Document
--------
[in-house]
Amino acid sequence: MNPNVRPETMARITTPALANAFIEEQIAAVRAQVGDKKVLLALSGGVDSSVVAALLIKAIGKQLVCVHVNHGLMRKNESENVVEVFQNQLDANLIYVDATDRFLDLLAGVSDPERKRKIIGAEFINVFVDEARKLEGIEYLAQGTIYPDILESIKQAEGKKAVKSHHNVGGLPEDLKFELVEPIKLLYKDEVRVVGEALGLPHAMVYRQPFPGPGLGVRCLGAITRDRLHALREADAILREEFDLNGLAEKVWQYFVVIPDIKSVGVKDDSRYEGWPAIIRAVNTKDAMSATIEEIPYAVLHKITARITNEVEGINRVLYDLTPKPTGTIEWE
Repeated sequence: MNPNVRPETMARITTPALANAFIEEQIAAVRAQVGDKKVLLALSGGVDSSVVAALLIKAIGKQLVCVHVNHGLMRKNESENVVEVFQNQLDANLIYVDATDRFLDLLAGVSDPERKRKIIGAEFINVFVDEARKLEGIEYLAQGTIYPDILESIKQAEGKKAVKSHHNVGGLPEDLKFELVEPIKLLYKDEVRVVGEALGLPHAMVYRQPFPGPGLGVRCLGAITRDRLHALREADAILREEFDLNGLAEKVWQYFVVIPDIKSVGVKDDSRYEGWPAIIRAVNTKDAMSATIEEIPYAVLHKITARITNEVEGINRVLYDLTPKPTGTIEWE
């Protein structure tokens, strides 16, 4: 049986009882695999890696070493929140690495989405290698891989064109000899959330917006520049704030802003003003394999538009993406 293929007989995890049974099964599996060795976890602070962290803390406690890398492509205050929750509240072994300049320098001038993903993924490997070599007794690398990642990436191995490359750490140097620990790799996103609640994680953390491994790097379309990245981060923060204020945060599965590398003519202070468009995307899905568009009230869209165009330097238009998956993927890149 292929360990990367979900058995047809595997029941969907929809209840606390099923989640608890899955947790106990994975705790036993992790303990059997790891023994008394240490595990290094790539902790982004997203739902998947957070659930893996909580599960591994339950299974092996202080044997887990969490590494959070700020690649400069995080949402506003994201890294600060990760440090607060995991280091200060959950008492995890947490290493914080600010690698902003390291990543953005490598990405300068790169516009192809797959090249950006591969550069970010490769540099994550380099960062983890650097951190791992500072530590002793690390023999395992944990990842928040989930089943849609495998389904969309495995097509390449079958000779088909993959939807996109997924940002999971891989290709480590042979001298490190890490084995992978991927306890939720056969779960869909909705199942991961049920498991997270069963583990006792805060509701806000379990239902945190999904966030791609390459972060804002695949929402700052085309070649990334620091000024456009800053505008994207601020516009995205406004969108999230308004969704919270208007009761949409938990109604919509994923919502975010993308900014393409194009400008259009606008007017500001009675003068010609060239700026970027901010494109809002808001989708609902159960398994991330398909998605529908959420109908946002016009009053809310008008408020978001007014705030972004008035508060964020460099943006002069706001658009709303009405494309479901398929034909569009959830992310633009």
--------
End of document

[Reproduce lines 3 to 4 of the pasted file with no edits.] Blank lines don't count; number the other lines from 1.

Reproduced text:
Repeated sequence: MNPNVRPETMARITTPALANAFIEEQIAAVRAQVGDKKVLLALSGGVDSSVVAALLIKAIGKQLVCVHVNHGLMRKNESENVVEVFQNQLDANLIYVDATDRFLDLLAGVSDPERKRKIIGAEFINVFVDEARKLEGIEYLAQGTIYPDILESIKQAEGKKAVKSHHNVGGLPEDLKFELVEPIKLLYKDEVRVVGEALGLPHAMVYRQPFPGPGLGVRCLGAITRDRLHALREADAILREEFDLNGLAEKVWQYFVVIPDIKSVGVKDDSRYEGWPAIIRAVNTKDAMSATIEEIPYAVLHKITARITNEVEGINRVLYDLTPKPTGTIEWE
């Protein structure tokens, strides 16, 4: 049986009882695999890696070493929140690495989405290698891989064109000899959330917006520049704030802003003003394999538009993406 293929007989995890049974099964599996060795976890602070962290803390406690890398492509205050929750509240072994300049320098001038993903993924490997070599007794690398990642990436191995490359750490140097620990790799996103609640994680953390491994790097379309990245981060923060204020945060599965590398003519202070468009995307899905568009009230869209165009330097238009998956993927890149 292929360990990367979900058995047809595997029941969907929809209840606390099923989640608890899955947790106990994975705790036993992790303990059997790891023994008394240490595990290094790539902790982004997203739902998947957070659930893996909580599960591994339950299974092996202080044997887990969490590494959070700020690649400069995080949402506003994201890294600060990760440090607060995991280091200060959950008492995890947490290493914080600010690698902003390291990543953005490598990405300068790169516009192809797959090249950006591969550069970010490769540099994550380099960062983890650097951190791992500072530590002793690390023999395992944990990842928040989930089943849609495998389904969309495995097509390449079958000779088909993959939807996109997924940002999971891989290709480590042979001298490190890490084995992978991927306890939720056969779960869909909705199942991961049920498991997270069963583990006792805060509701806000379990239902945190999904966030791609390459972060804002695949929402700052085309070649990334620091000024456009800053505008994207601020516009995205406004969108999230308004969704919270208007009761949409938990109604919509994923919502975010993308900014393409194009400008259009606008007017500001009675003068010609060239700026970027901010494109809002808001989708609902159960398994991330398909998605529908959420109908946002016009009053809310008008408020978001007014705030972004008035508060964020460099943006002069706001658009709303009405494309479901398929034909569009959830992310633009």